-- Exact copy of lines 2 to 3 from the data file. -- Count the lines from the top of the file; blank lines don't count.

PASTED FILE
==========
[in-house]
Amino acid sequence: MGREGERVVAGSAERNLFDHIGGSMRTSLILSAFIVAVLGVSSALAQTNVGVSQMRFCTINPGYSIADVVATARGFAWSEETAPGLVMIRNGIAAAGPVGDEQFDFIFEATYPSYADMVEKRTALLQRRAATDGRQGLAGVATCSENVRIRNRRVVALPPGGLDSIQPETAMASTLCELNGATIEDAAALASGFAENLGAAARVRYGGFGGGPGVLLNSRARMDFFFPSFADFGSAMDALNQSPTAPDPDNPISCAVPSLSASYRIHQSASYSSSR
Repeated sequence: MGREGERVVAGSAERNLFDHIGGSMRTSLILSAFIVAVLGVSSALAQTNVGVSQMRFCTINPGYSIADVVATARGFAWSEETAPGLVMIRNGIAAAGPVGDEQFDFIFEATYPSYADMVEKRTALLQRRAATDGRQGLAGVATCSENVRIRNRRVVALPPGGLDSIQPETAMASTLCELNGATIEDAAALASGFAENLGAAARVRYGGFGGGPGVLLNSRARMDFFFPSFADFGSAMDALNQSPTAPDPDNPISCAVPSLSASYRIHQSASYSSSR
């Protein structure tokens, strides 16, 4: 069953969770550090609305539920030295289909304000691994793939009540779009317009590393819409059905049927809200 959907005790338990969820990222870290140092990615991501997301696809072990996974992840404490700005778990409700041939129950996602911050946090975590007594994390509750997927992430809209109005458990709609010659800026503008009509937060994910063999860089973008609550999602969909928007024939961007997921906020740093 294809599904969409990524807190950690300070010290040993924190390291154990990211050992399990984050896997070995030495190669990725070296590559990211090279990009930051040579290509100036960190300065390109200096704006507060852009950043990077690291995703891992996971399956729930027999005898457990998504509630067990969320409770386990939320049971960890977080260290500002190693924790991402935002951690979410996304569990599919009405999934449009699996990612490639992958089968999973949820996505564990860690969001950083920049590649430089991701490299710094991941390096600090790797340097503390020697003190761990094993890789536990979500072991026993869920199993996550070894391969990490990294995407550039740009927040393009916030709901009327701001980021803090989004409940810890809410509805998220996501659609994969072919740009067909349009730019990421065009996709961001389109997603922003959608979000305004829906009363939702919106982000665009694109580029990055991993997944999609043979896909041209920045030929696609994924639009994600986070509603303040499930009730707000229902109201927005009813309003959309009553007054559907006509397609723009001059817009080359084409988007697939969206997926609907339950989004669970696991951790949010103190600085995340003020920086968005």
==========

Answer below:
Amino acid sequence: MGREGERVVAGSAERNLFDHIGGSMRTSLILSAFIVAVLGVSSALAQTNVGVSQMRFCTINPGYSIADVVATARGFAWSEETAPGLVMIRNGIAAAGPVGDEQFDFIFEATYPSYADMVEKRTALLQRRAATDGRQGLAGVATCSENVRIRNRRVVALPPGGLDSIQPETAMASTLCELNGATIEDAAALASGFAENLGAAARVRYGGFGGGPGVLLNSRARMDFFFPSFADFGSAMDALNQSPTAPDPDNPISCAVPSLSASYRIHQSASYSSSR
Repeated sequence: MGREGERVVAGSAERNLFDHIGGSMRTSLILSAFIVAVLGVSSALAQTNVGVSQMRFCTINPGYSIADVVATARGFAWSEETAPGLVMIRNGIAAAGPVGDEQFDFIFEATYPSYADMVEKRTALLQRRAATDGRQGLAGVATCSENVRIRNRRVVALPPGGLDSIQPETAMASTLCELNGATIEDAAALASGFAENLGAAARVRYGGFGGGPGVLLNSRARMDFFFPSFADFGSAMDALNQSPTAPDPDNPISCAVPSLSASYRIHQSASYSSSR